President Obama signed the Protecting Americans from Tax Hikes Act of 2015 (PATH Act) and the Consolidated Appropriations Act in December. The PATH Act makes permanent a number of tax extenders for individuals and businesses. The PATH Act also extended other extenders (some through 2016 and some through 2019), revised some of the rules for real estate investment trusts (REITs), revised rules for the Tax Court, and more. The Consolidated Appropriations Act earmarked an additional $290 million to the IRS to improve customer service and cybersecurity, and better combat tax-related identity theft. Federal Tax Weekly No. 52, December 31, 2015.
Also in December, President Obama signed the Fixing America’s Surface Transportation (FAST) Act, a multi-year highway and transportation spending bill. The FAST Act authorizes the federal government to deny or revoke a U.S. passport to individuals with “seriously delinquent tax debt,” mandates that the IRS contracts with private collection agencies to collect some tax debts, extends highway taxes, and more. Federal Tax Weekly No. 50, December 10, 2015.
In November, President Obama signed the Bipartisan Budget Act of 2015, which repeals the TEFRA unified partnership audit rules and replaces them with streamlined procedures. The 2015 Budget Act also repeals automatic enrollment in certain employer-sponsored health plans and makes a number of pension-related changes. Federal Tax Weekly No. 45, November 5, 2015.
Affordable Care Act
The PATH Act imposes a two-year moratorium (2016 and 2017) on the Affordable Care Act (ACA) excise tax on qualified medical devices. The Consolidated Appropriations Act provides for a two-year delay of the excise tax on high-cost employer-sponsored health coverage (known as “Cadillac plans”) and also provides for a one-year moratorium (2017) on the ACA’s health insurance provider fee. Federal Tax Weekly No. 52, December 31, 2015.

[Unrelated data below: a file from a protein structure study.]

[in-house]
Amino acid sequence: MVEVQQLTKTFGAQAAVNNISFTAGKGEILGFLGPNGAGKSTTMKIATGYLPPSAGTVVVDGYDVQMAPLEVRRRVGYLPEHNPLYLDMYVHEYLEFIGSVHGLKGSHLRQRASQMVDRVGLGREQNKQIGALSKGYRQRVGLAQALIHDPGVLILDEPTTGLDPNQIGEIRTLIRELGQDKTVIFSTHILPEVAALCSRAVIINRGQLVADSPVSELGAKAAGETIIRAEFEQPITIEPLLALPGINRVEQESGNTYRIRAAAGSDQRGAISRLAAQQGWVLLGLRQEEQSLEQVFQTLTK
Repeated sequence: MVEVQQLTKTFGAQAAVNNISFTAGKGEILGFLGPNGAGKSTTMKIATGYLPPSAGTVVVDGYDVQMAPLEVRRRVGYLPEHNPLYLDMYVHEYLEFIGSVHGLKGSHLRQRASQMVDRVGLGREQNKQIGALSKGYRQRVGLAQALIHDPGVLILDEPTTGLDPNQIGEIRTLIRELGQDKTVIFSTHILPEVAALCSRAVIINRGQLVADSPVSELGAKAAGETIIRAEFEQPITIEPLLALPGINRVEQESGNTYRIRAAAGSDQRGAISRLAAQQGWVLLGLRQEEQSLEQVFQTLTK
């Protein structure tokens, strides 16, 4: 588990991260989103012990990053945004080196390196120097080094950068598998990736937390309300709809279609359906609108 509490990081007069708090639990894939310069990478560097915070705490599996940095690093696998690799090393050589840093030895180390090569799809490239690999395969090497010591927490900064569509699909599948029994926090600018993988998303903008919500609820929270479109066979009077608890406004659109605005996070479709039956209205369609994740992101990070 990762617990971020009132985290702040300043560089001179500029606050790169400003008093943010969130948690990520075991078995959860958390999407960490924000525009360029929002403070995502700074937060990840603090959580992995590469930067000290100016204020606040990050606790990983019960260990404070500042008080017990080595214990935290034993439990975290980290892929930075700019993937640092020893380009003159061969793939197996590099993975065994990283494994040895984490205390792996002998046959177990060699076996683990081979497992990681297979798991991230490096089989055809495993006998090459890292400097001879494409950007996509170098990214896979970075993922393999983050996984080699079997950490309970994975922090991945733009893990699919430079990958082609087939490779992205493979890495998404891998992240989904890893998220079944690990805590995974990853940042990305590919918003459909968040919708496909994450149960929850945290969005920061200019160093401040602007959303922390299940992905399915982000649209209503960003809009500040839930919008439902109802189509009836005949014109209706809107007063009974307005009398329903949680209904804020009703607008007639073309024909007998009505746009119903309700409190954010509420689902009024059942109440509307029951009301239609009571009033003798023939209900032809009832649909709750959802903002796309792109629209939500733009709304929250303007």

At year-end, the IRS announced an automatic extension of filing deadlines for certain 2015 information returns under the ACA. The extension affects Code Sec. 6055 reporting by insurers, self-insuring employers and other providers of minimum essential coverage and Code Sec. 6056 reporting by applicable large employers (ALEs). The IRS also provided transition relief for individuals who may be impacted by the extension. Federal Tax Weekly No. 1, January 7, 2016.
In October, President Obama signed into law the Protecting Affordable Coverage for Employees Act (PACE Act). The PACE Act amends the Public Health Service Act to redefine small employer as one with 50 or fewer employees for purposes of the small group health market. The PACE Act also gives states the option to expand the definition to include employers with up to 100 employees for purposes of the small group health market. Federal Tax Weekly No. 42, October 15, 2015.